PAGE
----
Does Your Solution Have A Problem? Does Your Problem Have A Customer? is a site with a few good tools centered around startup product development. (“Lean Startup”). I really liked their tutorial around the “javelin board” which is a vertical PDCA record specialized for testing product ideas.

In the tutorial, the phrase that really got my attention was this:

“Not all solutions have problems, and not all problems have customers.”

If you are a regular reader, you know one of the questions I ask frequently is “What problem are you trying to solve?” This is especially important if the proposed solution is a “lean tool.” For example, “there is no standard work” is not a problem, per se. I know lots of companies that do just fine, and have more than doubled their productivity before work cycles ever emerged as something to work on. “What obstacle are you addressing now?” is a question we ask in the Coaching Kata to explore the learner’s linkages between the proposed solution, the problem (obstacle), and target condition. The obstacle itself is a hypothesis.

The javelin board process first ensures that (1) you know who the customer is and (2) that you validate that the problem you THINK they have is one they ACTUALLY have… before you go exploring solutions.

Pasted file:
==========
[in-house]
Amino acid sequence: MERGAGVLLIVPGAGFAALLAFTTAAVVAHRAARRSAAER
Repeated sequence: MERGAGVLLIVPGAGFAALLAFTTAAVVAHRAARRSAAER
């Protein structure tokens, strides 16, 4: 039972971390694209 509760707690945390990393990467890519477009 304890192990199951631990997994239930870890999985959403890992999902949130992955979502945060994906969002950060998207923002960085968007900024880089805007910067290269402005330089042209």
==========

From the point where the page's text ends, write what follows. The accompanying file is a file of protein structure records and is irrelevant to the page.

Remember as you watch this, though, that the process isn’t different from the Improvement Kata. It is just a specialized variant. The underlying thinking pattern is totally identical… and the problem Toyota Kata is trying to solve is “We have to learn this thinking pattern.” Once you understand the pattern, and apply it habitually, then these variations make perfect sense. On the other hand, if you don’t understand the underlying pattern, then these variations all look like a different approach, and you’ll end up wrestling with “which one to adopt.”

Jeff Liker: Is Lean a Waste Elimination Program or Striving for Excellence?

Jeff Liker asks (and answers) the title question in a great Industry Week blog article by the same title.

One of the biggest obstacles we in the lean community need to overcome is our own inertia around “Lean is a process for finding and eliminating waste.”

In the article, Liker brings up a point that is often lost on us: Looking for the problems and negative things kills morale.

The “waste” that you see is the result of underlying issues and culture. Stop overproduction in one place, and it either returns or pops up elsewhere because the underlying reasons for it were never addressed.

Operations that are not operating at a high level of lean typically are lacking underlying process discipline, which leads to these problems and they proliferate daily as the company is in a constant firefighting mode. Trying to eliminate waste in the current system and culture is like identifying and fighting problems—it is debilitating and a losing proposition.

[Emphasis added]

I bolded that phrase for a reason.

We aren’t talking about a technical implementation here. We are talking about a shift in the underlying culture – the habitual ways people interact with one another, with the process, respond to challenges and problems.

Today we have, thanks to Jeff Liker and a few others, an excellent picture of an ideal version of Toyota. We know what it looks like.